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(a) Domestic Animals
Vaccinated animals which have been bitten or otherwise significantly exposed to a rabid animal should be humanely destroyed or if sufficient justification for preserving the animal exists, the exposed vaccinated animal should be immediately given a booster rabies vaccination and placed in strict isolation for forty-five (45) days. Unvaccinated animals shall be immediately given a rabies vaccination and placed in strict isolation for ninety (90) days and given booster vaccinations during the third and eighth weeks of isolation. If the unvaccinated animal is under three (3) months of age at the time of the second vaccination, an additional booster should be given when the animal reaches three (3) months of age.
If a veterinarian determines that a quarantined animal does not show the clinical signs of rabies, it may be released to the owner prior to or upon expiration of the quarantine period, provided the owner has paid all of the reasonable costs of such quarantine and any veterinarian bills. However, if the quarantined animal shows the clinical sign of the disease of rabies, the animal shall be humanely destroyed and its head or brain submitted to the nearest laboratory certified by the Texas Department of Health for rabies diagnosis.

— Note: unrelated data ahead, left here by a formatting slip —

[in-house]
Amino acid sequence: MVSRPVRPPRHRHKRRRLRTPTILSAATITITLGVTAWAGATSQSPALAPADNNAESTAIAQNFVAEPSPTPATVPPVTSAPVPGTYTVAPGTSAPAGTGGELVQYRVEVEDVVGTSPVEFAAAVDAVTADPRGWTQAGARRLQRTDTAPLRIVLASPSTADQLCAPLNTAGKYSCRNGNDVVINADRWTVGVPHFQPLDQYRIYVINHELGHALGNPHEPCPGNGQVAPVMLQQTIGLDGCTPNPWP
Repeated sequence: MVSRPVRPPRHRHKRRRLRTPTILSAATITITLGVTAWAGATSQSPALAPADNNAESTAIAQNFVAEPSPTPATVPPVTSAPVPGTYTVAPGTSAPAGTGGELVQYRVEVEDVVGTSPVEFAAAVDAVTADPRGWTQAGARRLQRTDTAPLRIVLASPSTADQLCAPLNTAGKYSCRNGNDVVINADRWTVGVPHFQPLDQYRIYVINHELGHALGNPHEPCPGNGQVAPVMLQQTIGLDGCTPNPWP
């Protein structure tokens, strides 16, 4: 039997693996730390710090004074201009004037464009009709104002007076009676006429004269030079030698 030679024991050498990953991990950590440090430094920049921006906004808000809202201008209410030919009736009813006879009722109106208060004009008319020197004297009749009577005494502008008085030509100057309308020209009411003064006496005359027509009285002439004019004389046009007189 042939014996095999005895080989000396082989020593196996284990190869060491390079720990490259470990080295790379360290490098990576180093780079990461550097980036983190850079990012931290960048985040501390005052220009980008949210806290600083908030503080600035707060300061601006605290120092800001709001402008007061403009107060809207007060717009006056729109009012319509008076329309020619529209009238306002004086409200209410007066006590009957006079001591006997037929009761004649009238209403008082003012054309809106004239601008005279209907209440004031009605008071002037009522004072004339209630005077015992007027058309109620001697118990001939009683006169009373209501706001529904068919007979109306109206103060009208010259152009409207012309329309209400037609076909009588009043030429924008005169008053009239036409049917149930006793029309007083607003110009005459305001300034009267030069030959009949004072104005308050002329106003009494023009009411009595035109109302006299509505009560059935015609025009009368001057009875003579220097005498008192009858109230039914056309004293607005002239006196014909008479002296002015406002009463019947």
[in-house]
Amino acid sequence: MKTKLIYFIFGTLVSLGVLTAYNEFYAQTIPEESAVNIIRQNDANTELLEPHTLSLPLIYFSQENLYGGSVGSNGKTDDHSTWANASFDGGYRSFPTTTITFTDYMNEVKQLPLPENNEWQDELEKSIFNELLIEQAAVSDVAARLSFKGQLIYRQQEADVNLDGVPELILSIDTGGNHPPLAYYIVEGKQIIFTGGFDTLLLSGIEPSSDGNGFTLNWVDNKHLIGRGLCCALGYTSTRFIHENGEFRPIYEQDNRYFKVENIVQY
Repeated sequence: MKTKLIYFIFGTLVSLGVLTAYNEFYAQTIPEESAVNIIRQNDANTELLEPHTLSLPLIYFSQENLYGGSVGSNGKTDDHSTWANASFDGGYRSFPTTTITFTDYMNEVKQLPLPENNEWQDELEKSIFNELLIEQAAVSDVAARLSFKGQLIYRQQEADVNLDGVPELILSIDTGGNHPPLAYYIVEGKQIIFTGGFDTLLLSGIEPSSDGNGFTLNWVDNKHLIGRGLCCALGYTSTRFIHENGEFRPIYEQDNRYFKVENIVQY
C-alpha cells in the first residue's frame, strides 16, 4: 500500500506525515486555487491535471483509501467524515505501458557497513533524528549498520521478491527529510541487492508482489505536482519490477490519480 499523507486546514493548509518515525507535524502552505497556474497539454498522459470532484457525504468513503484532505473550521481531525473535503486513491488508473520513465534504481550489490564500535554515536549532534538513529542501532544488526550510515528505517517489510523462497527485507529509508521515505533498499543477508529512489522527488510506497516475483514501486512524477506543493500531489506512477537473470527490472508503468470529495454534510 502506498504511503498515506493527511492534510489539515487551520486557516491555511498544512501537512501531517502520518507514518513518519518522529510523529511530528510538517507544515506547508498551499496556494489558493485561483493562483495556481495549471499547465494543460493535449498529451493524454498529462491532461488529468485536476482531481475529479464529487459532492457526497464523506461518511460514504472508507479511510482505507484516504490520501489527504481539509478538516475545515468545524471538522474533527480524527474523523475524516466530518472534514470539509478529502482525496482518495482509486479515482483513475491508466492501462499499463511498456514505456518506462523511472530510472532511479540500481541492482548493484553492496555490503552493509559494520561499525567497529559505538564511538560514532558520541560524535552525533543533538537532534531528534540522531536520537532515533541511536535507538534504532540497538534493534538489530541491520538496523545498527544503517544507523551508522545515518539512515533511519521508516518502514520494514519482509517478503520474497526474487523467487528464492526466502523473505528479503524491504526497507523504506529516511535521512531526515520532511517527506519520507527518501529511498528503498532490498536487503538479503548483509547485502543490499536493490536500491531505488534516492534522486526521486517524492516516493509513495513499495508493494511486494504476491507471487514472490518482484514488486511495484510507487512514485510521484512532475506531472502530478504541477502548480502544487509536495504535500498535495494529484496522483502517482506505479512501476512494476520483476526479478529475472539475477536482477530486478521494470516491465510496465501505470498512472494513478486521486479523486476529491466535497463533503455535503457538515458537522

(b) Wild/Exotic Animals or Reptiles
No wild/exotic animal or reptile will be placed in quarantine. All wild or exotic animals will be humanely destroyed in such a manner that the brain is not mutilated. The brain will then be submitted to a laboratory certified for rabies diagnosis in order to be tested.
(c) Quarantining Facilities
Any animal to be placed in quarantine must be placed in an animal control facility approved by the Texas Department of Health as directed by the city health authority. However, the owner of the animal may request permission for home quarantine if the following criteria can be met:
(1) Secure facilities must be available at the home of the animal's owner and must be approved by a licensed veterinarian.
(2) The animal is currently vaccinated against rabies.
(3) A licensed veterinarian must observe the animal at least on the first and last days of the quarantine period. If the animal becomes ill during the observation period, the city and veterinarian must be notified by the person having possession of the animal. At the end of the observation period the release from quarantine must be provided in writing by the attending veterinarian and approved by the city.
(4) The animal was not a stray at the time of the bite incident.
If the biting animal cannot be maintained in secure quarantine, it shall be humanely destroyed and the brain submitted to a laboratory certified by the Texas Department of Health for rabies diagnosis.
(Am. Ord. 06-2006-01, passed 6-6-06)
State law reference - Authority of city to adopt standards for the prevention and control of rabies, V.T.C.A., Health & Safety Code, Chapter 826.